LEADERS SURVEY: Business Council of Australia’s Bran Black on why granny knows best & how to get cash flowing

Adrian Rauso
The Nightly
3 Min Read
Bran Black, the freshly minted boss of the Business Council of Australia, is leaning on his grandmother’s words to guide the country’s peak business lobby group.
Bran Black, the freshly minted boss of the Business Council of Australia, is leaning on his grandmother’s words to guide the country’s peak business lobby group. Credit: Sam DAgostino

Australia is in a lucky spot says Business Council of Australia chief executive Bran Black, but the pot of gold at the end of the rainbow won’t come without hard work.

The freshly minted boss of the BCA is leaning on his grandmother’s words to guide the country’s peak business lobby group.

“She used to say the true test of character is not how you treat your equals and superiors, but how you treat your inferiors,” Mr Black told The Nightly for its exclusive Leaders Survey.

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“The wording might seem a little outdated, but the principle of treating everyone with respect and kindness is absolutely timeless.”

Mr Black has hit the ground running just six months since taking the gig, homing in on the biggest threat to Australia’s business ecosystem.

“In one word, investment,” the chief of staff to former New South Wales Premier Dominic Perrottet said.

“We’ve been a net exporter of capital for the last four years — the first time that’s been the case in over a century.

“Uncertainty about our regulatory environment is driving capital away from Australia. Companies with other investment options are putting us in the ‘too hard’ basket.”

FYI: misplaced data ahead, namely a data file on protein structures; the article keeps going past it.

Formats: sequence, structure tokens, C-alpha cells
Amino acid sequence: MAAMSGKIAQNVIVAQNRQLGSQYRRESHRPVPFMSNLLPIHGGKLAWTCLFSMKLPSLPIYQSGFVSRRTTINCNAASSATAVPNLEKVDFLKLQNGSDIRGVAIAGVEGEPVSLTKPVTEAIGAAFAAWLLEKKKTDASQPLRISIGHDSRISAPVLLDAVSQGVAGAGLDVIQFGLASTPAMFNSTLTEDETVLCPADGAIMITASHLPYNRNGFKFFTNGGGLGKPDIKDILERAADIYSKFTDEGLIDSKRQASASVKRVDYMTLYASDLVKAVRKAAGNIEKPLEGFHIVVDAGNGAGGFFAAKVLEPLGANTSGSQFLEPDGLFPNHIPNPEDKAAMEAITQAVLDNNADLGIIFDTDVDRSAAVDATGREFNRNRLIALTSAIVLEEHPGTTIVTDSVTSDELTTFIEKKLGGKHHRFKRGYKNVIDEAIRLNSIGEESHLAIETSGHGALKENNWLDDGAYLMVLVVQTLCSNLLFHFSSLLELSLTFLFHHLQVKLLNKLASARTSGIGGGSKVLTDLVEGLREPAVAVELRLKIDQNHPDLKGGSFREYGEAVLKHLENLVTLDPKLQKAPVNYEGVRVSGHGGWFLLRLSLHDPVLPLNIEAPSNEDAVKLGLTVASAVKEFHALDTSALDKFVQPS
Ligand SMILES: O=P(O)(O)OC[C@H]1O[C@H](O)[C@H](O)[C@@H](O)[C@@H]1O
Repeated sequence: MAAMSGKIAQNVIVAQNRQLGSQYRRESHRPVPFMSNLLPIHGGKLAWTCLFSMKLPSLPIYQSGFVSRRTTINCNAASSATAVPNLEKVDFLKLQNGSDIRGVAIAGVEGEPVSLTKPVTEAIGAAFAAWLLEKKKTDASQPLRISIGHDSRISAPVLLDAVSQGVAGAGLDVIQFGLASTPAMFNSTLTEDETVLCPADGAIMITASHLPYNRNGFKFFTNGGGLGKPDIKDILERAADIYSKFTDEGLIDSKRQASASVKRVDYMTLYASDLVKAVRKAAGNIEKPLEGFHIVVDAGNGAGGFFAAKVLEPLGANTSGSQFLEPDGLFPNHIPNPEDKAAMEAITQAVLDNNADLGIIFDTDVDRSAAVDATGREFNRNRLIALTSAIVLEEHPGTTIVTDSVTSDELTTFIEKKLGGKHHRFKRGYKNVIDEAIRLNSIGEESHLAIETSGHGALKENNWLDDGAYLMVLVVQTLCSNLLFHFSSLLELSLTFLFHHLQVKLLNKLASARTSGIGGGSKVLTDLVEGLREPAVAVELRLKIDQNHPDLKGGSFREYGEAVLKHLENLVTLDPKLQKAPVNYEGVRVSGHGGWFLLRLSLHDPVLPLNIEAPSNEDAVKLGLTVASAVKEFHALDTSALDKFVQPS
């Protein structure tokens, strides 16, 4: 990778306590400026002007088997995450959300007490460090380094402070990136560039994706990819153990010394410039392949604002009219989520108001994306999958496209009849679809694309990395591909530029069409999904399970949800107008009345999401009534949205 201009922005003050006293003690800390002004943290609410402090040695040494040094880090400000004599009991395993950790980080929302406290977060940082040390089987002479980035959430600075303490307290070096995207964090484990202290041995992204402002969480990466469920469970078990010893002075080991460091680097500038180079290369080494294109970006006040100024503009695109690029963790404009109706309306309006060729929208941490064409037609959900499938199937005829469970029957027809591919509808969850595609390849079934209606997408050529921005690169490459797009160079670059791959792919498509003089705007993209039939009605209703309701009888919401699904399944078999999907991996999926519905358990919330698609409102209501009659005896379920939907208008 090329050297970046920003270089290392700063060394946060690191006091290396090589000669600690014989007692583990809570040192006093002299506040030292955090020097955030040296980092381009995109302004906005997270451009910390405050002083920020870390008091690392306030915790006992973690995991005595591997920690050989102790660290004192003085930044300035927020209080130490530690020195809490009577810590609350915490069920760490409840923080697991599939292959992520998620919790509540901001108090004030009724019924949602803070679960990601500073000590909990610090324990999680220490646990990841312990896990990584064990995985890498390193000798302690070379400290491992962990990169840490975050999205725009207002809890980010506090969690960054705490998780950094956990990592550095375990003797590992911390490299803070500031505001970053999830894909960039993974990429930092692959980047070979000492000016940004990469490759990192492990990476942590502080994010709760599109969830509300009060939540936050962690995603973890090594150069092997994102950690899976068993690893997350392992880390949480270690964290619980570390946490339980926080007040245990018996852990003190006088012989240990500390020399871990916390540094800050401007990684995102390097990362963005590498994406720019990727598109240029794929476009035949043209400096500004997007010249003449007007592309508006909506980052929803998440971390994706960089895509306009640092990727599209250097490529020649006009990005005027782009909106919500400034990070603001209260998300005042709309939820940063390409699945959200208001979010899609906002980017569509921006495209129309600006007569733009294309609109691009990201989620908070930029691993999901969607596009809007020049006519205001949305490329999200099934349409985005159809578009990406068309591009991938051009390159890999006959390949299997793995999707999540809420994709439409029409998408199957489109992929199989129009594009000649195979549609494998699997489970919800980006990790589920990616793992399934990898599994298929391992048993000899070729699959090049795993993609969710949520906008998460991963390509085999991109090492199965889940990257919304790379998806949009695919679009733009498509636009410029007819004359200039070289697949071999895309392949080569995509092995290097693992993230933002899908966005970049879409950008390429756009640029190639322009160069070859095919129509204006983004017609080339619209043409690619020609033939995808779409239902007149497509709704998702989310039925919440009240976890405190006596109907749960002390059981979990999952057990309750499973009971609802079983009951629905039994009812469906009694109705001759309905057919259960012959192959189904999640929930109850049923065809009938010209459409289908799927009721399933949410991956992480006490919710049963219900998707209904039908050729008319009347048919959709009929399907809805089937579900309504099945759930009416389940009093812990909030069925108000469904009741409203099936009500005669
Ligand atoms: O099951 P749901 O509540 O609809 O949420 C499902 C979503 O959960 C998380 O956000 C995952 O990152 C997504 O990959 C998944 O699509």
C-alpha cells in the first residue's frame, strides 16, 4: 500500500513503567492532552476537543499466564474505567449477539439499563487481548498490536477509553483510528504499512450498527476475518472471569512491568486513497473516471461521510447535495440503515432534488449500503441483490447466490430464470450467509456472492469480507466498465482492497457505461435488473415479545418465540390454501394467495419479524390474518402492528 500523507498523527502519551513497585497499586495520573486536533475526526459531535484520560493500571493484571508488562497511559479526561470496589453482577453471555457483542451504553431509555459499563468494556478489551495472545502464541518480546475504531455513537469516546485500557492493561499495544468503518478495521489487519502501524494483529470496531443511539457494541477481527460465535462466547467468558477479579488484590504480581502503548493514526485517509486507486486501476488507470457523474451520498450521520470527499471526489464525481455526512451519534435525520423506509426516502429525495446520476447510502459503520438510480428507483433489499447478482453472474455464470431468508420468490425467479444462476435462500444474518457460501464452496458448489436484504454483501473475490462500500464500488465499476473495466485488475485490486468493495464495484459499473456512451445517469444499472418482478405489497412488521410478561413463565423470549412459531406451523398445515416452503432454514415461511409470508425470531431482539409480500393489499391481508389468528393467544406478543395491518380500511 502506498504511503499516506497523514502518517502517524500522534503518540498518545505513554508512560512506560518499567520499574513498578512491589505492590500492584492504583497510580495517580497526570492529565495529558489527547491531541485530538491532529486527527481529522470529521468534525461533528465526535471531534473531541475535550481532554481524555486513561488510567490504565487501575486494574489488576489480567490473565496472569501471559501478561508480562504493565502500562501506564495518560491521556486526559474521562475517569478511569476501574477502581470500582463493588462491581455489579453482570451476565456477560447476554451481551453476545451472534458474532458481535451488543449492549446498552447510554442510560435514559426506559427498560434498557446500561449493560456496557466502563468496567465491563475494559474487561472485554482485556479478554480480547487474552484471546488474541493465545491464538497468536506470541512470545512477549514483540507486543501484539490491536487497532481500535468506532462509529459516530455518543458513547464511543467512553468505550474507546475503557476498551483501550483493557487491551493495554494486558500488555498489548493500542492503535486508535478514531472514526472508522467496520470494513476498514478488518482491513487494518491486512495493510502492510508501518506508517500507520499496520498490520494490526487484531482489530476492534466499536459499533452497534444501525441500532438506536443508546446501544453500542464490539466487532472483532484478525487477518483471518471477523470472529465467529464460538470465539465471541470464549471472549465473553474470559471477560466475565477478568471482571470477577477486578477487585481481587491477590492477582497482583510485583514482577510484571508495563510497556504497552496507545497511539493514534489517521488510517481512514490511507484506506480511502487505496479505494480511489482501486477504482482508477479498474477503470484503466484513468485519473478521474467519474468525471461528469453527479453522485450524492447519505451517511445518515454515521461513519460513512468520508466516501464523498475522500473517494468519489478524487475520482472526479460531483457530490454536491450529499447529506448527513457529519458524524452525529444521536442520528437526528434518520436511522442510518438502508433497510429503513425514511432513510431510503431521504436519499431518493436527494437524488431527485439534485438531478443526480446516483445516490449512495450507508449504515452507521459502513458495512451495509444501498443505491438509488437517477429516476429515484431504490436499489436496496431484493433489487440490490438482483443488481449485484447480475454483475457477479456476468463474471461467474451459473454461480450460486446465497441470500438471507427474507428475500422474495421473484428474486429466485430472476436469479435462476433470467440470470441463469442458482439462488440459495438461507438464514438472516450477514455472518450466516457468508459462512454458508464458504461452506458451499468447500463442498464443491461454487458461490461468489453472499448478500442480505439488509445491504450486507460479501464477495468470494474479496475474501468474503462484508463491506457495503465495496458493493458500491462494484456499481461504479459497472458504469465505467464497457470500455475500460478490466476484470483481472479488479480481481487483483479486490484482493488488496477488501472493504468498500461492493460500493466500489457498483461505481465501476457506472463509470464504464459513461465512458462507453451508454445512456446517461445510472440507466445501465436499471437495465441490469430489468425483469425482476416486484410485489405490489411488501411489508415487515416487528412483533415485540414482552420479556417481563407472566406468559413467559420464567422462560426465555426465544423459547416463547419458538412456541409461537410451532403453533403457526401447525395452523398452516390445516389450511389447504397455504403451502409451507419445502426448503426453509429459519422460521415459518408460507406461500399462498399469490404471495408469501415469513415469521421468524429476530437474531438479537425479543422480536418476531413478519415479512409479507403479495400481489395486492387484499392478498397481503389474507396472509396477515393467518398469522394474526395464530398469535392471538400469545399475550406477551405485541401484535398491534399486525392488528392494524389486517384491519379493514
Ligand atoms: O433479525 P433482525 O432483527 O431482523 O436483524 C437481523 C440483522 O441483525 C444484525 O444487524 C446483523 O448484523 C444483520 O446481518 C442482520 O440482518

Mr Black says the evidence is in Australia’s the resources sector, where companies are opting to greenlight projects in places like the US or Canada where the investment environment is “simpler and easier to navigate”.

He said the 2023 Intergenerational Report was “crystal clear” in highlighting the significant long-term challenges we face as a nation.

The former Corrs Chambers Westgarth lawyer is no stranger to navigating through red tape and acutely aware of its consequences.

“There is a burning platform right now with the amount of red tape which has built up in our economy, and it is time for policies which address these serious short-term and long-term challenges,” he said.

“I’m deeply concerned that if we can’t draw in more investment, we’ll see our scope for productivity gains reduced and we’ll risk our capacity to continue paying for our high standard of living.

“Addressing them won’t be easy, and we need policies which create the right conditions for businesses to thrive and, importantly, create future jobs in sectors where we will see demand.”

The lucky country

But there’s light at the end of the tunnel, Mr Black believes tackling the productivity and policy challenges will unlock a huge opportunity at our country’s doorstep.

“The number of households in Southeast Asia with $15,000 USD or more in disposable income is projected to increase from 33 million today to 144 million by 2040.”

“This is a complex, quickly growing region with a fast-growing middle class, and we’re lucky to be in proximity to it.

“ASEAN is a key focus for the Business Council in our international relationship building efforts.”

He also points to India as another golden opportunity for Australia’s future prosperity.

“Our free trade agreement with India is currently in its final stages and could be completed later this year,” Mr Black said.

“Australia would be the first western country in 10 years to strike a free trade deal with India.”

BCA’s chief has a big task ahead marshalling his organisation to help shape an economy with less red tape, sustainable wage rises and stronger trade links.

But he wants to BCA to achieve its mission with a positive internal environment.

He told the Nightly the greatest leadership lesson he’s learnt is to heap on the adulation.

“Give praise openly and generously — it’s as important as constructive feedback.”

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